FoodConscious was the outcome of my thesis project at CMU. It was a hypothetical service that facilitates community-building between grocery shoppers and their local, conventional grocery stores. The goal was that, over time, this service would change the supply and demand of food in a way that would impact peoples’ access to high quality, healthy food.

Visualization of how the foodConscious service could conceptually work

Background & Approach
In the Master of Design program at CMU, students spend their 2nd year independently researching and designing within an area of personal interest with the guidance of a thesis advisor. The space that I chose to explore was how food and agriculture negatively impact how our society eats. I chose this topic because I am passionate about healthy eating and, interestingly, grew up in my family’s locally owned and operated grocery store: Calandro’s Supermarket.

I spent my thesis year reading many books and research papers (love Michael Pollan!), visiting my family’s grocery store for research and prototyping, synthesizing what I was learning (and maybe ranting a bit about it), and ultimately imagining a new service that could potentially solve this problem we have in the US with junk food and western disease.

Left and Middle: In-store research; Right: Map of a participant navigating the grocery store

Problem & Opportunity
Through the research that I did, I discovered that the reason why people have so much trouble eating healthy boils down to one core problem: access to high quality, healthy food. There are other things that contribute to this problem – like lack of knowledge or motivation – but the lack of access is the root of the problem.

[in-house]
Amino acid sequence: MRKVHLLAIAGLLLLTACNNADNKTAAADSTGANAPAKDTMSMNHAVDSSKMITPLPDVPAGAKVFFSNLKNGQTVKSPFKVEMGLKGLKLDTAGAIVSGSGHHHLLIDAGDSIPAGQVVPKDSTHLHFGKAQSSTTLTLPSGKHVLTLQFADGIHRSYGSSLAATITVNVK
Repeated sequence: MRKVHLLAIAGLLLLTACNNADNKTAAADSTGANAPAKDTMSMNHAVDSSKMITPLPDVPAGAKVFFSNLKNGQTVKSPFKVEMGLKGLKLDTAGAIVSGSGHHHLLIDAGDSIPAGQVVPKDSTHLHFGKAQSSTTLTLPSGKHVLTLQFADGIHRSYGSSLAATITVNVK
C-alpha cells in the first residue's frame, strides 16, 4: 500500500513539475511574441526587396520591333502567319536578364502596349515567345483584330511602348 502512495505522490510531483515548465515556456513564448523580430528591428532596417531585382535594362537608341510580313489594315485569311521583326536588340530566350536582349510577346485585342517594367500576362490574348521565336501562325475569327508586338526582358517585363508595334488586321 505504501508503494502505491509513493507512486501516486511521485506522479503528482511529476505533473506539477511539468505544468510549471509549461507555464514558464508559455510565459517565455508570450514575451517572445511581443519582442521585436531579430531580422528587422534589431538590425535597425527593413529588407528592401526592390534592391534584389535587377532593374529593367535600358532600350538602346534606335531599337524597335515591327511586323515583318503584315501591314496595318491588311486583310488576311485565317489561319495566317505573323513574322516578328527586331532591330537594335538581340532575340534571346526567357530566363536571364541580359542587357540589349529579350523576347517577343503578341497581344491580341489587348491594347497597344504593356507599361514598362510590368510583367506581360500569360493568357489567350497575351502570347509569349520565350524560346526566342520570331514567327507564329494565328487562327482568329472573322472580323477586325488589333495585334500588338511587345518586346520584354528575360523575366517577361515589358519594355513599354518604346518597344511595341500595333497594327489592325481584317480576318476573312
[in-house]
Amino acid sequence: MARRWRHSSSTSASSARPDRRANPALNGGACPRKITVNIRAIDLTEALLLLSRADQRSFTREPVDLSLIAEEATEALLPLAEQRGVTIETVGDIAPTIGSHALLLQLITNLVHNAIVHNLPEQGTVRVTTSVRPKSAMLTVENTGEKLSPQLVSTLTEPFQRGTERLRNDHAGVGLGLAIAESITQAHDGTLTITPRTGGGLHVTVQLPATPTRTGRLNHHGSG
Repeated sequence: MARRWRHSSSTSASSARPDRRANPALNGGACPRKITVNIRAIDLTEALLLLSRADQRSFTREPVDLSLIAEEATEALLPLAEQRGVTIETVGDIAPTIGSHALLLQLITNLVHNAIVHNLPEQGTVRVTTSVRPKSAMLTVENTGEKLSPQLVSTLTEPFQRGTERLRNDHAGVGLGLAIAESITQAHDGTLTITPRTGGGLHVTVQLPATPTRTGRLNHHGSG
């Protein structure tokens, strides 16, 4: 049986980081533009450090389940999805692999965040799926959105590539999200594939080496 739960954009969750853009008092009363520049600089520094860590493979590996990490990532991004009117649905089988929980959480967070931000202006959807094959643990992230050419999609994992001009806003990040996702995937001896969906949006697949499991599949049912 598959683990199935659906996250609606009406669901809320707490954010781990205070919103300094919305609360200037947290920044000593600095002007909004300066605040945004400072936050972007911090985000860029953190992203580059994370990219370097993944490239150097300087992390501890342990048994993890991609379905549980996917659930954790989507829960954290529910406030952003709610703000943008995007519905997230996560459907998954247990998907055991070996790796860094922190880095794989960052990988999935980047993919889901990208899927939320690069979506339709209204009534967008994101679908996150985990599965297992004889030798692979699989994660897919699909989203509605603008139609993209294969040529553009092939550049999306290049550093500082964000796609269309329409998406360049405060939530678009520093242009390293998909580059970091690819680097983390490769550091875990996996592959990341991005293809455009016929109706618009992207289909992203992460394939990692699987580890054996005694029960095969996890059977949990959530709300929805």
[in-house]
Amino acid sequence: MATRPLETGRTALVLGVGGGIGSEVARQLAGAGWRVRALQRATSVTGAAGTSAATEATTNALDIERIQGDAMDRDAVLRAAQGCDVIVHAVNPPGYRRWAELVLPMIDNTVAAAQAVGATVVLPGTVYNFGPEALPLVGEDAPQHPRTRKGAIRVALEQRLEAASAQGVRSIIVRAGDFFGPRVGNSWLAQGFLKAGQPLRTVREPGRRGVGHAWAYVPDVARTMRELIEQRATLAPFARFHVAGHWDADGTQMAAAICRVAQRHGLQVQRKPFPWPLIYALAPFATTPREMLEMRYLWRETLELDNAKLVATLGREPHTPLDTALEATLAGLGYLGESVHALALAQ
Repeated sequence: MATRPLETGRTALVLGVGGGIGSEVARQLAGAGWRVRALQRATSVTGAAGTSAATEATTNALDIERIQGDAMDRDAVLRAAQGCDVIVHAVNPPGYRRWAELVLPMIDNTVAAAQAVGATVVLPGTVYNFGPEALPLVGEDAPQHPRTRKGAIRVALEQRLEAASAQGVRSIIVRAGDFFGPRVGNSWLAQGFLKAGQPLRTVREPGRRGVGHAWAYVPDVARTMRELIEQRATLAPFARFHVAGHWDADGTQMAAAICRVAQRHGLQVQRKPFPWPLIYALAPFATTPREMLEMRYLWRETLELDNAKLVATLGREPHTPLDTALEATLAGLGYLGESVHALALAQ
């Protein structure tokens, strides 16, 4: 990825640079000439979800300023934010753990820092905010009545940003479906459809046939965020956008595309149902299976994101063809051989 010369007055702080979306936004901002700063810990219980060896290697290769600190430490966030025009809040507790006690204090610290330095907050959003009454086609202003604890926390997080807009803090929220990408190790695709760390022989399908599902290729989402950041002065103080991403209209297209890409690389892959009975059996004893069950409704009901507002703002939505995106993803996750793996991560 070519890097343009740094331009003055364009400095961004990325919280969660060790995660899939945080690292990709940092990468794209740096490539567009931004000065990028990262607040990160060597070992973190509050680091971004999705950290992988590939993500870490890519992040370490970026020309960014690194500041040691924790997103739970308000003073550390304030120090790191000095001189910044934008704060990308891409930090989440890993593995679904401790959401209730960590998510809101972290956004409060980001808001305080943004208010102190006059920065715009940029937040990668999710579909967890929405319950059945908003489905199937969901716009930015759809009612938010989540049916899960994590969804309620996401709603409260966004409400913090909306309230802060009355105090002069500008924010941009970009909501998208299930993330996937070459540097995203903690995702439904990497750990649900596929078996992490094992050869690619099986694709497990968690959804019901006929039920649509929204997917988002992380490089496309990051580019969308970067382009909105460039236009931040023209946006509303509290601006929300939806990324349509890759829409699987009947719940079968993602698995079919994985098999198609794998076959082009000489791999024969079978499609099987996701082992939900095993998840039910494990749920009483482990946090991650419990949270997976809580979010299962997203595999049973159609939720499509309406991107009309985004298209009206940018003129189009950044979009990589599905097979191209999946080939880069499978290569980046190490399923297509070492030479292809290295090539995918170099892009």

It‘s a circular problem as well: People don’t have great access to healthy food, so they resort to unhealthy food. As this becomes a habit, they eat even less healthy food… and the cycle continues until there is so much demand for unhealthy food that it crowds out all the healthy food out there.

Top left: Visualization of the barriers to eating healthy; Top right: The supply and demand cycle; Bottom: Speed-Dating of ideated concepts

This led me to design foodConscious, which is a service that attempts to intercept this supply and demand problem. In short, it allows grocery shoppers a voice in accessing the whole foods they want (but currently can’t get) at their local store and, in turn, the store provides the whole foods that customers want with discounts based on the volume that those customers buy.

I leveraged the produce department of my family’s grocery store as an opportunity to test an MVP of a touchpoint of this service: The Produce Proposal. It’s a space within the store for customers to request the produce they want but that the store doesn’t currently stock. I hypothesized that people would:

  1. Like and use The Produce Proposal board
  2. Feel they have a voice in what the store offers
  3. Propose produce that the store didn’t currently have
  4. Prove that the existing selection didn’t meet customers’ needs

The Produce Proposal MVP at Calandro’s Supermarket

The Produce Proposal board directionally validated all four of these hypotheses and resulted in the store actively re-designing their produce selection. I took what I learned to continue imagining the larger service and then closed out my thesis year.

If you want to read more, view my thesis documentation.